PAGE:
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On a state level, we see the positive impact of more restrictive laws. A recent British Medical Journal article found that states with more restrictive laws have reduced rates of mass shootings. This was the case even after accounting for other state-level factors that could explain the relationship, like income, education, race, female head of household, poverty, unemployment, and incarceration rates. There is also a growing divide emerging between restrictive and permissive states, as you can see in the figure here.

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But even if states don’t pass policies, this doesn’t mean we are out of luck. There are a number of public health interventions we can still implement:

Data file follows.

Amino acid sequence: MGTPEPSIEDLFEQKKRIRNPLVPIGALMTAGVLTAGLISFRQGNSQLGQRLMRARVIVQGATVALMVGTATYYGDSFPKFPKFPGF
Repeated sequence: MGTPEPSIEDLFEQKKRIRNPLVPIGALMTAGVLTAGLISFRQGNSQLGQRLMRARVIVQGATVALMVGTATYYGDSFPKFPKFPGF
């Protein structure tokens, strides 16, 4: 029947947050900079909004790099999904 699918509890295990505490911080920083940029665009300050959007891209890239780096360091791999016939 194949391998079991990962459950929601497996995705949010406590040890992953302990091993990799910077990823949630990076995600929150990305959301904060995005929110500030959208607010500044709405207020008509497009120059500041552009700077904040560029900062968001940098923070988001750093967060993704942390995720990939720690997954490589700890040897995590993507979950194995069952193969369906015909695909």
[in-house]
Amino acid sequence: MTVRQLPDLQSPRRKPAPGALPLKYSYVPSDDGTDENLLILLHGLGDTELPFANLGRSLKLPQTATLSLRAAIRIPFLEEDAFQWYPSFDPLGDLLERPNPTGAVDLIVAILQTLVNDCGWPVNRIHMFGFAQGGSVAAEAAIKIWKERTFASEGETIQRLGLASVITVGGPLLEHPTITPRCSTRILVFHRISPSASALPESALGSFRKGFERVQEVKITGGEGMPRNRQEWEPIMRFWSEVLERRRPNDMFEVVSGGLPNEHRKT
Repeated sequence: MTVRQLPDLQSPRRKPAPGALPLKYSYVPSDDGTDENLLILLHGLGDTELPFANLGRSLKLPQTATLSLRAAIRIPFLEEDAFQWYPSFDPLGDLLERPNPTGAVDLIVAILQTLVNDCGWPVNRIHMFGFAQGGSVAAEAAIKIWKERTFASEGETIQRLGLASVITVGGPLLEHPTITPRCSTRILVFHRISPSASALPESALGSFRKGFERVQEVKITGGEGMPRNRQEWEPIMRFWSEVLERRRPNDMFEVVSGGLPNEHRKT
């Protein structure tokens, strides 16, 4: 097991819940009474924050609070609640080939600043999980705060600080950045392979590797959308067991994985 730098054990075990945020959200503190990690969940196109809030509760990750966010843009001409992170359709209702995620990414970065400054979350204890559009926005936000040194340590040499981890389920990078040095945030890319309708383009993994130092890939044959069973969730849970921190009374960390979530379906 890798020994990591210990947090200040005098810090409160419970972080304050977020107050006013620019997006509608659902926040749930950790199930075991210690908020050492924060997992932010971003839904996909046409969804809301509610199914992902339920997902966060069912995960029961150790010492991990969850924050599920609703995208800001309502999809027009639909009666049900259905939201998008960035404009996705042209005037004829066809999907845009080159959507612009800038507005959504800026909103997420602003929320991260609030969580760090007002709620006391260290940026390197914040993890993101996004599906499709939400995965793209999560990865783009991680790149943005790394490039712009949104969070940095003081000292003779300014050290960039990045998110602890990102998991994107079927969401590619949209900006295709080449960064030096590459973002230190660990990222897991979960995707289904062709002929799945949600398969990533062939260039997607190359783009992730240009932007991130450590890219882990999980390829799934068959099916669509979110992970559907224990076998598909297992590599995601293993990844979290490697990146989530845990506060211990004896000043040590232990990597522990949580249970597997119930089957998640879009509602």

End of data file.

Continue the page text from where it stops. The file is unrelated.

• Investing in data surveillance. One of the lowest-hanging fruits is to make our data systems better. Bad data makes bad policy. We need to have a comprehensive understanding of the patterns to make data-driven, evidence-based decisions for populations in need.

  • Safe storage (making sure that your gun is locked up and not accessible to others) is one of the most important things that we can do to reduce risk of firearm suicide and homicide, especially among children. One study of firearm violence showed that 82 percent of firearm suicides among children involved a firearm belonging to a family member, usually a parent. But many parents don’t think this is an issue because they think their firearms are adequately hidden. In another study, among gun-owning parents who reported that their children had never handled their firearms at home, 22 percent of the kids, questioned separately, said that they had. We can educate parents, and we can provide places to store in the community. We can move this needle. And gun owners can help. In fact, I am currently conducting a study with colleagues in which we are working with gun ranges and gun stores to help educate at point-of-sale. They want to help and are incredibly engaged and providing solutions we would have never thought of.